Of course, the U.S. jobless rate is already at 9.5 percent and President Obama himself predicts a 10 percent rate by year end. Admitting the obvious, Vice President Joe Biden told ABC News that the administration “misread how bad the economy was.”

No shame there, really. Most of Wall Street and the Federal Reserve also underestimated the depth of the recession. But if the disease is worse than first thought, then shouldn’t the treatment be more aggressive?

How Facebook is killing MySpace — MSN Money

Wednesday, July 8th, 2009

MSN Money:

For the past year, News Corp.’s (NWSnewsmsgs) flagship Internet property has watched its fortunes steadily fade. Not long ago, MySpace was the dominant player in the online social-media space, but rivals have been stealing away users. Just two months ago the site lost its title as the world’s largest social-networking Web site to rival Facebook.

MySpace also experienced a painful loss of revenue in the most recent quarter, and analysts expect more bad news. At this rate, the “place for friends” could soon find itself virtually friendless and barren.

“They are in a really deep hole right now,” said Debra Aho Williamson, a senior analyst at eMarketer, an online advertising research firm. “It wasn’t a good quarter for MySpace, and what you have seen since then is a snowball effect.”

National health care may never happen — Fortune magazine

Wednesday, July 8th, 2009


Americans favor by more than 3 to 1 “the government offering everyone a government-administered health insurance plan that would compete with private health insurance plans” and other large-scale federal initiatives. At least that’s what they thought as of mid-June in a New York Times-CBS News poll. But the respondents in that poll were opining about an idea, not hard facts.

Obama has his best chance to regulate the banks: New Republic

Wednesday, July 8th, 2009


Congress’s attempts to deal with the housing crisis this spring created surprising rifts within the financial industry, particularly between big banks and investors (at hedge funds and elsewhere). The two groups had started off united in their opposition–before the banks sold out their erstwhile allies and bargained for a better deal.

Forbes: This Roller-Coaster Recession

Wednesday, July 8th, 2009


Many Americans enjoy roller coaster rides in the summer, getting that extra thrill in their day as they ride quickly over bumps with the wind flowing through their hair. But the financial roller coaster that we have been taken on this year seems more like a runaway train with lots of money at stake. So now that we’ve been taken on this ride, we want to know when we can get off.

The shape of the recession has been debated for months with the range of answers sounding more like the A, B, C song than sound economic advice. With the market’s climb up since March’s low point, now it seems like we’re riding along somewhere on a bumpy W coaster.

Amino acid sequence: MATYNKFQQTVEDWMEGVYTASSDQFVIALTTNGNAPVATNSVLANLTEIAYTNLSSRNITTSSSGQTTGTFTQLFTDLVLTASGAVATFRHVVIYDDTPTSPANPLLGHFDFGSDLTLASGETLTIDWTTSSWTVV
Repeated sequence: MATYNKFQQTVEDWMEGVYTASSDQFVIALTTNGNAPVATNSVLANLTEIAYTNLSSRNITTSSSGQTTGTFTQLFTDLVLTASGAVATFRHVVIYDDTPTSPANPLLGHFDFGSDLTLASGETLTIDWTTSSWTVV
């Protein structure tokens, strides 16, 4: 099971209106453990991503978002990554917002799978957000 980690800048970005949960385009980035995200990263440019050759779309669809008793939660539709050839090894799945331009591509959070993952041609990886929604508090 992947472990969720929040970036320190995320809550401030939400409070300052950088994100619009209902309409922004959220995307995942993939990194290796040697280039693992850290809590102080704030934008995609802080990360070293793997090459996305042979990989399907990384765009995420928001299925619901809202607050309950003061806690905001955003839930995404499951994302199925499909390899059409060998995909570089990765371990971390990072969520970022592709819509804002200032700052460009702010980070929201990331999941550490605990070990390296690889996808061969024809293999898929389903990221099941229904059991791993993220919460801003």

Business Week on the Stimulus: Where’s the $787 Billion?

Wednesday, July 8th, 2009

Business Week:

Call it the $787 billion question: Where is all that government stimulus money, and why hasn’t it stemmed the heart-stopping slide in U.S. employment?

The stimulus plan was all about jobs, after all. Key Obama Administration officials pledged to save or create between 3 million and 4 million jobs with the measure. But the federal government’s employment figures on July 2 clocked in worse that expected, with job losses lurching to 467,000 in June and the unemployment rate reaching its worst showing since 1983, at 9.5%; many expect it to rise further still. Public confidence in the stimulus plan is slipping and over the weekend, Vice-President Joe Biden suggested another stimulus plan is possible, something of a shift from Obama’s position just two weeks ago that more spending isn’t yet called for.

Waiting for the stimulus ‘oomph’ — LA Times opinion

Wednesday, July 8th, 2009


Should President Obama seek a “second stimulus”?

Billionaire investor Warren Buffett says yes. “It looks like we’re going to need more medicine, not less,” he said last month. “The recovery really hasn’t got going.”

Obama’s top economic advisor, Lawrence Summers, says no. “The [stimulus] policies appear to be working,” he told the Council on Foreign Relations.

The debate over whether the 5-month-old stimulus plan is working is still a little premature, but that hasn’t stopped economists and politicians from jumping into the fray. The most urgent reason for the debate: jobs.

Smart Money: Trading Strategies for an Uncertain Market

Wednesday, July 8th, 2009

LAST WEEK, HSBC Chairman Stephen Green offered these thoughts to a British banking conference: “We are almost two years into a financial and economic crisis which is still far from over. We cannot even say that we are past the worst or that the way out of the woods is clear.”